In the 1860s her output of writing increased dramatically, but the increase in quantity of novels was marked with a decrease of quality, as she had no-one left in her social circle to stimulate or challenge her ideas, or encourage her to work harder to better weaker sections. Yet 1873 saw the publication of what many consider her best work, The Pillars of the House, in which the eldest orphan of a family of 13 children makes the ultimate sacrifice and goes into trade to raise enough money to look after his family. She also wrote a biography of Bishop John Coleridge Patteson, a distant relation. He had been martyred in 1871 by the inhabitants of Nukapu in Melanesia, New Zealand.
As she grew older and older, she found it increasingly difficult to relate to those younger than her, which did not assist her profession of being a writer for young women. Although she continued writing until 1901, none of her works after 1871 achieved great success.
Her already limited social life was sadly curtailed in 1873 when her sister-in-law's sister, Miss Gertrude Walter, came to stay. Gertrude had severe rheumatism and was considered an invalid, and as the most closely-related spinster to Gertrude it was considered Charlotte's duty to nurse her, even though the two did not really get on. Gertrude stayed in Charlotte's house until she died in 1897.
In 1875 a company that her brother, Julian Yonge, had invested a large sum of both his and her money in suffered a financial disaster. Charlotte was forced to live a much more frugal lifestyle and gave up having her own carriage, which effectively kept her in Otterbourne, although she occasionally would use the train from Eastleigh. In 1884 Julian sold Otterbourne House and moved to London, something which saddened her deeply almost as much as the death of Bishop Moberly that year. Julian died in 1892.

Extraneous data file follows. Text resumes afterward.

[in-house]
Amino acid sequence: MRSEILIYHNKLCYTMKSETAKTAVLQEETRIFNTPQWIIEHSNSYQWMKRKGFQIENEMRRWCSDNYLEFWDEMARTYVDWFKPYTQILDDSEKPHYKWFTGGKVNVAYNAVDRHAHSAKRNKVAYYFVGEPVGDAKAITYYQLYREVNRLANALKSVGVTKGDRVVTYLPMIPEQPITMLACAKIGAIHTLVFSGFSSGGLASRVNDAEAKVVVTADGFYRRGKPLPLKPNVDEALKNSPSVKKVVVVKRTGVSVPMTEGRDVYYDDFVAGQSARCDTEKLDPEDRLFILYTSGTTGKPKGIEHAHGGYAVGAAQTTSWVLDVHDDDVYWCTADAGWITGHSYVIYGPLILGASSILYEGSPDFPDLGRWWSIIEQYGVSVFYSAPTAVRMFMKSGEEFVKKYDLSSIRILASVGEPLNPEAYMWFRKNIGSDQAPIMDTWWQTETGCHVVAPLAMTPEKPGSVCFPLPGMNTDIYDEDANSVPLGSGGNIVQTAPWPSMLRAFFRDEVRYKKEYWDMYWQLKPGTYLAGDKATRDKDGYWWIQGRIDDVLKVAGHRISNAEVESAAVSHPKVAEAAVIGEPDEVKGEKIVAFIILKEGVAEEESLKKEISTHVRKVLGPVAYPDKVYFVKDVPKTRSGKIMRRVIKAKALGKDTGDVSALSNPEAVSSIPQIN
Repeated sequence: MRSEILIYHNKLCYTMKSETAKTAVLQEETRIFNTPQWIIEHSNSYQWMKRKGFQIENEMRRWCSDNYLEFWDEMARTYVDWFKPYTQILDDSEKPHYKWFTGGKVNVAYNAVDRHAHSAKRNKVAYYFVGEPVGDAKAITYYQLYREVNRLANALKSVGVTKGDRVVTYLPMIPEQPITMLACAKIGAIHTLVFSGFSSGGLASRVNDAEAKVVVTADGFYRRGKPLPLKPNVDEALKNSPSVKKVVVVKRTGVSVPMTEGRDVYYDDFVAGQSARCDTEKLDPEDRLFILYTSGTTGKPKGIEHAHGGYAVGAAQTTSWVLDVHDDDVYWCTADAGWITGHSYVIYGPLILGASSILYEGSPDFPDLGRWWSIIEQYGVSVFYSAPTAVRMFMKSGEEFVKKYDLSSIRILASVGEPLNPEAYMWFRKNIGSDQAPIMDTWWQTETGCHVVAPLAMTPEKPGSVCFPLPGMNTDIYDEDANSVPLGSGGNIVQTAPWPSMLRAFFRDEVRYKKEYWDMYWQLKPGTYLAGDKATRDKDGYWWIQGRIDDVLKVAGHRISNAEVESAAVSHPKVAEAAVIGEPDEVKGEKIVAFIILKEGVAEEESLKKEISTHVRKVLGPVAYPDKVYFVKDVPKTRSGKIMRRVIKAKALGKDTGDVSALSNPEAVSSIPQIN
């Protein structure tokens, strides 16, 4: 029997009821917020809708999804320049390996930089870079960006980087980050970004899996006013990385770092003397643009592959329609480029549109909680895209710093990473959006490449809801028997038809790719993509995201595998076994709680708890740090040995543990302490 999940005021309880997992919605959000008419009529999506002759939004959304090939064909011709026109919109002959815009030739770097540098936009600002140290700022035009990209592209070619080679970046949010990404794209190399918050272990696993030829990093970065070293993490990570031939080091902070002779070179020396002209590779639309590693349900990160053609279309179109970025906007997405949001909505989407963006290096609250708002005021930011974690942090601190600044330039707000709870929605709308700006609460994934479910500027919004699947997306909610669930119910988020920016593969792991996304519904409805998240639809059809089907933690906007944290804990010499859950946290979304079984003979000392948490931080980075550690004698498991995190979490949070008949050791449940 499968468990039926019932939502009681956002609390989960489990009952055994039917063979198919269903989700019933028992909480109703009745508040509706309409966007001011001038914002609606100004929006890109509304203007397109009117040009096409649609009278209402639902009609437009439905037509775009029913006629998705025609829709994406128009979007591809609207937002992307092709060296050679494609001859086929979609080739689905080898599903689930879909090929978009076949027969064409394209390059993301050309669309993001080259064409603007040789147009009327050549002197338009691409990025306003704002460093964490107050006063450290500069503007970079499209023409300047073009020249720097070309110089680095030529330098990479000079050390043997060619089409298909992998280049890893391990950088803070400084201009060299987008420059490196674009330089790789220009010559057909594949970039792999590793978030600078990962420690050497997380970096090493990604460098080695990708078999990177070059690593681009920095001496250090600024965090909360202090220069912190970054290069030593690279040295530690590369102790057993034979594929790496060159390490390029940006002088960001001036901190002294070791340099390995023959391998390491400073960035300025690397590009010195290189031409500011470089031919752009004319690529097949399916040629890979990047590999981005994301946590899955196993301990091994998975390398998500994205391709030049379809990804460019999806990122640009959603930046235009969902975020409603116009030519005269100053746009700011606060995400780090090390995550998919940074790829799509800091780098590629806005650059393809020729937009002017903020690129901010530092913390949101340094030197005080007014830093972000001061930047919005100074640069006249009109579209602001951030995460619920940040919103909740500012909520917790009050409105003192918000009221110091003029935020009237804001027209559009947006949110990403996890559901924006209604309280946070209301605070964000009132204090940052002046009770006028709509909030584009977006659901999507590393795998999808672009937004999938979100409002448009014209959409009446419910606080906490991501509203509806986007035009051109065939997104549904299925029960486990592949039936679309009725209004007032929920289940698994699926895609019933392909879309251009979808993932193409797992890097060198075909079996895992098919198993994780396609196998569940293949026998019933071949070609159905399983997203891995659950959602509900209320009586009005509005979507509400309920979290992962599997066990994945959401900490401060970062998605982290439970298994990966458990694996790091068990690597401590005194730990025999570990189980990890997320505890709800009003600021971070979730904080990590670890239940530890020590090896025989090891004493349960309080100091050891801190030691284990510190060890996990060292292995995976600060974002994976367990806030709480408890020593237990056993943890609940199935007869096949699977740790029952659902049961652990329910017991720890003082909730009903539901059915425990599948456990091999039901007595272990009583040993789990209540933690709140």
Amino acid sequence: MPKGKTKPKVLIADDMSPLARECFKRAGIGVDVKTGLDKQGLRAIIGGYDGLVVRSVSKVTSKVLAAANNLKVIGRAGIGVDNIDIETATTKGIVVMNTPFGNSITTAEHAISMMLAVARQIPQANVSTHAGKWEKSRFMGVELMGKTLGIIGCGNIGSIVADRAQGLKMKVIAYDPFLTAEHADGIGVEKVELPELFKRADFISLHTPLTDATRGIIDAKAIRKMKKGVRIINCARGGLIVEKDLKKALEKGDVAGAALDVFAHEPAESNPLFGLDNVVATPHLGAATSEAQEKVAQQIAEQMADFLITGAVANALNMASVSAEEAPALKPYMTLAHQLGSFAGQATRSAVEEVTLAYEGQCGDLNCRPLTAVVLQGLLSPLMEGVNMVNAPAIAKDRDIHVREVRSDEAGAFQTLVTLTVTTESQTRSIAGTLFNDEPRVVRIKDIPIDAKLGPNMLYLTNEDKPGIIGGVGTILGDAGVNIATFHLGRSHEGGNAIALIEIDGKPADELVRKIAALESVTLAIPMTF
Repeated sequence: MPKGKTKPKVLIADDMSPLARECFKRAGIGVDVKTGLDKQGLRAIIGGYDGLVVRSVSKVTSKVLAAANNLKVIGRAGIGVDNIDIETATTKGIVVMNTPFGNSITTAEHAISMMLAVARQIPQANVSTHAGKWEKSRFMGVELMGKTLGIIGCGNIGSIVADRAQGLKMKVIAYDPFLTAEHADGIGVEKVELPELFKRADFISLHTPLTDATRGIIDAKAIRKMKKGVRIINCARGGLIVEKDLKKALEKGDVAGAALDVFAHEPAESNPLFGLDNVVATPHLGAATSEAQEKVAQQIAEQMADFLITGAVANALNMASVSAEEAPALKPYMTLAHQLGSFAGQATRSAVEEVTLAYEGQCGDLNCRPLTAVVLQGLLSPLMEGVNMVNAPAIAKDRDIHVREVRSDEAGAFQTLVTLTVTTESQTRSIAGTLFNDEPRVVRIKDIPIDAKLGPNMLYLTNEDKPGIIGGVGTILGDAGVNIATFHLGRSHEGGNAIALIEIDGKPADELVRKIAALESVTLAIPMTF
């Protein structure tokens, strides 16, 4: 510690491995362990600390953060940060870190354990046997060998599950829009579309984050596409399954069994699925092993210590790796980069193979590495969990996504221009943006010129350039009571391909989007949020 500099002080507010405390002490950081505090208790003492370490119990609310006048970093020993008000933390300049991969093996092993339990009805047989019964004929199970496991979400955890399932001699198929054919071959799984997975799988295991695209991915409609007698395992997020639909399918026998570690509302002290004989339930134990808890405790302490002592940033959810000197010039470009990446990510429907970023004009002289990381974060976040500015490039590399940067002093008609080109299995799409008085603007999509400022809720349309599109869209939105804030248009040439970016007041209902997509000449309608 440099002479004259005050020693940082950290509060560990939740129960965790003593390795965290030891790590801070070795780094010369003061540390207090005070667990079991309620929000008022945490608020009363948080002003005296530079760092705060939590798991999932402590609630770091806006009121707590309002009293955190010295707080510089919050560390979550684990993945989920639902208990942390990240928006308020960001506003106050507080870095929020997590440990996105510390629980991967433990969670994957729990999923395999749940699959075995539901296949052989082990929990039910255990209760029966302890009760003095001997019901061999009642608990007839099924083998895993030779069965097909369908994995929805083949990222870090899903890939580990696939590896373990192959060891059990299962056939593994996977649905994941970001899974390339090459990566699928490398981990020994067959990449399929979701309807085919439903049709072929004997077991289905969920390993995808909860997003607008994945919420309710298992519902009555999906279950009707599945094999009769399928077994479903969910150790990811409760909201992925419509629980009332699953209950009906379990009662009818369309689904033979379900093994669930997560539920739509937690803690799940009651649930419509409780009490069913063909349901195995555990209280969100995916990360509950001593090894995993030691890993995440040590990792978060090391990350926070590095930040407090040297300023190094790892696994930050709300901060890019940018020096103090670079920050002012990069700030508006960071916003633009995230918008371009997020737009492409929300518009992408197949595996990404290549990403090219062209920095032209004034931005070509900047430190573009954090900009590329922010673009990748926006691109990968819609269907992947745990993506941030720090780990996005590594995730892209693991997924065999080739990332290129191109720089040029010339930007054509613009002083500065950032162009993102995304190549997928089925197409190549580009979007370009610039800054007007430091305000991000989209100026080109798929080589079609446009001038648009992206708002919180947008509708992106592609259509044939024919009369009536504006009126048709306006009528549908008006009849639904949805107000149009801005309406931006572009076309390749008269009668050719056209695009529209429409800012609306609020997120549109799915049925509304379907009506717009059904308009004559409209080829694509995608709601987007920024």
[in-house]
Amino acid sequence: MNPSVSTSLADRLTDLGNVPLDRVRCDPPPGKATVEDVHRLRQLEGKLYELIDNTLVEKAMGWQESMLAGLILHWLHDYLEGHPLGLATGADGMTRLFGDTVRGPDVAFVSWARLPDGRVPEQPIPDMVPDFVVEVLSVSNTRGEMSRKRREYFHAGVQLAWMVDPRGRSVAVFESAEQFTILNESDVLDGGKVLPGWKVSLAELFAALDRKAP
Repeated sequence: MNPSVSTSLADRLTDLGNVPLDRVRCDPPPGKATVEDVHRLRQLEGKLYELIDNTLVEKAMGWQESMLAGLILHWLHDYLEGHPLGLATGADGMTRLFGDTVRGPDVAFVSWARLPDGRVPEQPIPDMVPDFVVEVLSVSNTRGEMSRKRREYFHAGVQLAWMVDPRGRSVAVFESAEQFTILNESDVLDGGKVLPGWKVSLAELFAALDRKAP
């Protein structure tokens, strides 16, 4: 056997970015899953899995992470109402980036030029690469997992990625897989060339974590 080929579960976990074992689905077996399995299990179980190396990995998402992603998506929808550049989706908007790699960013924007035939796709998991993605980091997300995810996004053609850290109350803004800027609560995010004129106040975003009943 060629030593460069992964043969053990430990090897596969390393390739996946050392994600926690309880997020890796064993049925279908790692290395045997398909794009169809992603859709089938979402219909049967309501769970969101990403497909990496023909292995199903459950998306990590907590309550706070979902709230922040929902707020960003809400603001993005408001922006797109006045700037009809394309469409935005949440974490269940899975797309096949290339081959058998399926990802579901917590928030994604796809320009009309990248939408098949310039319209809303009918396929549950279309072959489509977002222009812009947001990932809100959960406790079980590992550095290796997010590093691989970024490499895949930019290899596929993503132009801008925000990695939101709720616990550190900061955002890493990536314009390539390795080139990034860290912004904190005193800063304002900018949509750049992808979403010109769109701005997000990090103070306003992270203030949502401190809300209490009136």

In 1890 she became the editor of the Mothers' Union publication Mothers in Council. The Mothers' Union was a Christian organisation that had been founded in nearby Alresford, Hampshire. Inexplicably, though intended to train young women on how to be mothers, it seemed to attract the most attention from widows and spinsters. As Charlotte had recently lost control over her own magazine The Monthly Packet, she was determined to edit a magazine again, even one with a circulation limited to Mothers' Union members.
In 1890 her nephew Henry Bowles became vicar of Otterbourne. In her last decade one of Charlotte's greatest pleasures was interrupting and correcting his sermons whenever he said something she disagreed with.
For her 70th birthday on 13 August, 1893, she was given a book containing the signatures of ten thousand of her fans, including the Queen of Spain and Queen of Italy, and £200, which she spent on providing Otterbourne churchyard with a lychgate.
On her death in March 1901 – only two months after Queen Victoria's death at Osborne House - there was a proposal that she should be buried next to Jane Austen in Winchester Cathedral. Despite this, Charlotte Yonge was buried next to John Keble's memorial in Otterbourne, 35 years to the day after Keble had died. Her tomb is Grade II Listed.
Pro Ecclesia Dei
- For God's Church, Personal Motto
Charlotte Yonge had many strongly-held beliefs as her faith was central to her life. She firmly believed in the Anglo-Catholic cause and felt it needed to be spread in churches (with more needing to be built) and Sunday Schools at home and through foreign missions abroad. Charlotte viewed missionaries as romantics exploring the unknown edges of the world and was proud of her martyred missionary cousin John Coleridge Patteson. Much of the money raised by the sale of her writings went to these causes.
Her strong views meant that she reacted with horror in the 1870s when the Irish Church was disestablished following the 1869 Irish Church Act. She felt that any separation of Church and State was being godless, and not only was she a firm supporter of antidisestablishmentarianism, she felt betrayed when University education was open to men who were not Anglican following the 1871 Universities Test Act. Her last published work was Reasons Why I Am a Catholic and Not a Roman Catholic.